High-yielding ASX dividend shares with yields over 8% are increasingly hard to find in 2020. Far more common are the ASX dividend shares with trailing yields of more than 8% but which have fallen from grace after admitting their dividend payments are going the way of the dodo in 2020.
Take Westpac Banking Corp (ASX: WBC). On the surface, this company looks like a dividend no-brainer with a trailing, fully franked yield of 9.95% (or 14.21% grossed-up). But do some easy digging on this company and you’ll find that, although it paid a healthy $1.74 in dividends per share in 2019, there has been nothing but a $1.3 billion fine coming out of Westpac in 2020 (so far anyway). That’s your classic dividend trap.
So, here are 2 ASX dividend shares that do happen to have grossed-up yields of more than 8%, but which I happen to think are sustainable going forward.
2 ASX dividend shares with yields over 8%
Telstra Corporation Ltd (ASX: TLS)
Telstra is my first high-yielding dividend share. The Telstra share price has been on the slide recently, ever since its FY2020 earnings report hit the markets. Investors aren’t too keen on Telstra shares now since the company flagged that its earnings payout ratio wouldn’t be able to cover its 16 cents per share dividend in FY21. This is evidenced (in my view) by the Telstra share price being down nearly 18% since early August.
I think this view is a little too pessimistic. That’s because, although Telstra’s earnings will be lower this financial year, the company will likely still have more than enough free cash flow to cover a 16 cents per share dividend regardless. That would give Telstra a dividend yield of 5.59% on current prices, or 8% grossed-up with Telstra’s full franking. As such, I think Telstra is a great option for dividend income in 2020. I think patient investors will be rewarded with this company, especially if its 5G investments bear fruit.
WAM Research Limited (ASX: WAX)
WAM Research is my second high-yield dividend share. It’s a listed investment company (LIC) which basically means it’s a company which buys and sells shares on behalf of its investors. In WAM Research’s case, it tends to look for undervalued growth companies on the ASX, which it sees as having a reasonable chance of appreciating in value. Some of its current holdings (as of 31 August) include Elders Ltd (ASX: ELD), Brickworks Limited (ASX: BKW) and Adairs Ltd (ASX: ADH).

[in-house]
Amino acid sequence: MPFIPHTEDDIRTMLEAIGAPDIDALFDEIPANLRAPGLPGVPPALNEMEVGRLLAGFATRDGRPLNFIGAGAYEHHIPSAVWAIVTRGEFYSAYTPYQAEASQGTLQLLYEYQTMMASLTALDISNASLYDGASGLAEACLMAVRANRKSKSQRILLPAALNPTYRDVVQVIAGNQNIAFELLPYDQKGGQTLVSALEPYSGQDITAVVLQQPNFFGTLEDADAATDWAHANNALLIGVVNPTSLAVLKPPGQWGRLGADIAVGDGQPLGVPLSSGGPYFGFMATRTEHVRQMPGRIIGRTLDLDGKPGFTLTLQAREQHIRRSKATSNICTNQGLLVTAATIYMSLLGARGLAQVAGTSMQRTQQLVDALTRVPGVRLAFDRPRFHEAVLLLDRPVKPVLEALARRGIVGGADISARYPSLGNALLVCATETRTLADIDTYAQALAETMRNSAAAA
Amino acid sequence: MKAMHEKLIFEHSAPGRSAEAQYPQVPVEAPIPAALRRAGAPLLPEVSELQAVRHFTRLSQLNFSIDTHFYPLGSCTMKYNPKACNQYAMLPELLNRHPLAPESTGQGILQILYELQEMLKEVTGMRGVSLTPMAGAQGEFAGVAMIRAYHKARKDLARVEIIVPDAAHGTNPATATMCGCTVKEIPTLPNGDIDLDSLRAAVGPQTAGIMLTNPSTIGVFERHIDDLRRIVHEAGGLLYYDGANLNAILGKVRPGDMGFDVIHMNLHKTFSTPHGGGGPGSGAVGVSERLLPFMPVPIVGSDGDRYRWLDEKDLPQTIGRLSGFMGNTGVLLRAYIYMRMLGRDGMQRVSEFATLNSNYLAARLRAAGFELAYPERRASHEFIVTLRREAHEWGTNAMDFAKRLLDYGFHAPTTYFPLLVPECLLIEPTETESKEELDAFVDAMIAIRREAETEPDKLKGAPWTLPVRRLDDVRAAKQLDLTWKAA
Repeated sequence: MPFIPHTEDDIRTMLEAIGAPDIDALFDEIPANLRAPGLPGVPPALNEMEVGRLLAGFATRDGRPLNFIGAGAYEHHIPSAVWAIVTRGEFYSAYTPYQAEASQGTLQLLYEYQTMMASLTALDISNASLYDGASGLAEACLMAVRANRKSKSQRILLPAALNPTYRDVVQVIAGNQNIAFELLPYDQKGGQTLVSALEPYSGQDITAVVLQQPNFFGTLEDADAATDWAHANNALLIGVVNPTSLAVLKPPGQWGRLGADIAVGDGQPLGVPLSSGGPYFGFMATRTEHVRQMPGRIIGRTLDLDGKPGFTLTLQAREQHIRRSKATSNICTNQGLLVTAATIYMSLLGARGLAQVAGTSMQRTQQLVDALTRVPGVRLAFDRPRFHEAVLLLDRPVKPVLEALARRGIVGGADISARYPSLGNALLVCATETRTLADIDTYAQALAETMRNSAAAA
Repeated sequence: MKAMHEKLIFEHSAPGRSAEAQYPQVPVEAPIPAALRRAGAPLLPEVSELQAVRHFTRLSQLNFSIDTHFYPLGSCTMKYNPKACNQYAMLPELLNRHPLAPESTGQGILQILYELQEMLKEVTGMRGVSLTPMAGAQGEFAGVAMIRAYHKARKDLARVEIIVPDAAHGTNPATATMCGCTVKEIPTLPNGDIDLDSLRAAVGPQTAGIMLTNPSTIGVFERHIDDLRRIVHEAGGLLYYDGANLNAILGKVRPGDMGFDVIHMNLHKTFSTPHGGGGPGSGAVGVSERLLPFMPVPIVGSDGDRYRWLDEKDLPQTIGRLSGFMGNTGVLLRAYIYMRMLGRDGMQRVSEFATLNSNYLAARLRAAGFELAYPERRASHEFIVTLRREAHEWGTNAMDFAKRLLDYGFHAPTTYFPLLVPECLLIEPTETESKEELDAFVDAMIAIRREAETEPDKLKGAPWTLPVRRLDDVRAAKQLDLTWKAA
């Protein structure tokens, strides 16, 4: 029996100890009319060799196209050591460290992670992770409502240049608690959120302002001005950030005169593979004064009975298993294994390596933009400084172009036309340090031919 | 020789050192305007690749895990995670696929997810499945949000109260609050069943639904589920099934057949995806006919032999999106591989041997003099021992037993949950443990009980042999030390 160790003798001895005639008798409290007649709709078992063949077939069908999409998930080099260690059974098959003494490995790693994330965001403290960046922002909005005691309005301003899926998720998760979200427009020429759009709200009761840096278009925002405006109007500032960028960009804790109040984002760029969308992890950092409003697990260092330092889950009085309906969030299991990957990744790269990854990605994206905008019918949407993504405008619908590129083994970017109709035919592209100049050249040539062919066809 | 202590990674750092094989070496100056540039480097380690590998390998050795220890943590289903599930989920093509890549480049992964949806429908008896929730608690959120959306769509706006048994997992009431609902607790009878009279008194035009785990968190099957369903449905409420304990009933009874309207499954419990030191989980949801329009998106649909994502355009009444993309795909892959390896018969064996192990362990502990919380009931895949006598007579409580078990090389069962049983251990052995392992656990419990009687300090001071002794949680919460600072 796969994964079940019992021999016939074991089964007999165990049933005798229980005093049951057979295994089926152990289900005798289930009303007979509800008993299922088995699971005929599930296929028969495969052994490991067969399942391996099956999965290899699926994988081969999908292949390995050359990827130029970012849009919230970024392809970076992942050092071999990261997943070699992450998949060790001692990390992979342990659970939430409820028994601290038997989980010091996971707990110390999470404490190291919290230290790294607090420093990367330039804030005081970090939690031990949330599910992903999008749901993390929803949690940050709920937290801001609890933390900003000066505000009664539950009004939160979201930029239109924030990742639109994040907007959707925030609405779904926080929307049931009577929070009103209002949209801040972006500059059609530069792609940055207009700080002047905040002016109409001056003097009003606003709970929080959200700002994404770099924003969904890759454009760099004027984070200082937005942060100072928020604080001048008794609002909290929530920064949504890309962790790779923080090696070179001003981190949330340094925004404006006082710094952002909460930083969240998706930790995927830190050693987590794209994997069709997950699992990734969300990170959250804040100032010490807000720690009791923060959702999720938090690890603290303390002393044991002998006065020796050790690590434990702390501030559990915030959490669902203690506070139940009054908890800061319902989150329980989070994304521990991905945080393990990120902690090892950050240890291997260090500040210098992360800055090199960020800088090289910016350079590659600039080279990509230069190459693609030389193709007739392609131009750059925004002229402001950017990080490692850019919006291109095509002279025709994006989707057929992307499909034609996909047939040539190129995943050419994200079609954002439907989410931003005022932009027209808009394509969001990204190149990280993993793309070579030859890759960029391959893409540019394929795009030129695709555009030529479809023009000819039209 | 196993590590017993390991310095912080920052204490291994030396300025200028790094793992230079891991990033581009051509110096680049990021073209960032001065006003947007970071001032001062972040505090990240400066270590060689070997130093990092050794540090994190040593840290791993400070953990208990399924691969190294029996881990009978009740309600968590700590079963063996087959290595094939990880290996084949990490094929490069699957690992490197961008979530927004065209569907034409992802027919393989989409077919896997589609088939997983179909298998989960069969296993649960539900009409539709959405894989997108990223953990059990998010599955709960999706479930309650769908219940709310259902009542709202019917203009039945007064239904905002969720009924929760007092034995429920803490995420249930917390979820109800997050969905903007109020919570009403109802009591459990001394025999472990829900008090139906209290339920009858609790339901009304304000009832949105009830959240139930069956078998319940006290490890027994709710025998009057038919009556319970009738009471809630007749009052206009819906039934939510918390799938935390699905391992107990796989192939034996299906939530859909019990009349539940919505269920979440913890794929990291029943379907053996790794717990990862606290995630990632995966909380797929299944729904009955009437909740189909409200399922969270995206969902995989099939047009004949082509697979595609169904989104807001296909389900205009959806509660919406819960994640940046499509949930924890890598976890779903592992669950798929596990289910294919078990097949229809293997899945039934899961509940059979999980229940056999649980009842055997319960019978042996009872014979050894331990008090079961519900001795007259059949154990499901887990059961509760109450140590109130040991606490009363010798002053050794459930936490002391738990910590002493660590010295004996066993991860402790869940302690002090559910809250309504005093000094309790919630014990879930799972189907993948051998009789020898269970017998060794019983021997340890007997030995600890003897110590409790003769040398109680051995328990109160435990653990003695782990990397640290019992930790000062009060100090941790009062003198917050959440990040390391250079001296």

I love WAM Research for its strong history of delivering both growth and income for its shareholders. Since 2010, this LIC has returned an average of 15.1% per annum (before fees and taxes). Much of this stellar return has come in the form of dividend payments.
WAM Research will pay two dividends in 2020 – one paid in April and one due to be paid next month. Both dividends will come in at 4.9 cents per share. That gives WAM Research a projected yield for 2020 of 6.53%, or 9.33% grossed-up with full franking. And the best thing about this dividend is its sustainability. WAM Research tells us that it has 34.9 cents per share left in its profit reserve, which can fund this dividend for another three years at least. That’s some decent certainty and makes WAM Research a great income investment in 2020 in my view.
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Motley Fool contributor Sebastian Bowen owns shares of Telstra Limited and WAM Research Limited. The Motley Fool Australia owns shares of and has recommended Brickworks and Telstra Limited. The Motley Fool Australia has recommended Elders Limited. We Fools may not all hold the same opinions, but we all believe that considering a diverse range of insights makes us better investors. The Motley Fool has a disclosure policy. This article contains general investment advice only (under AFSL 400691). Authorised by Scott Phillips.
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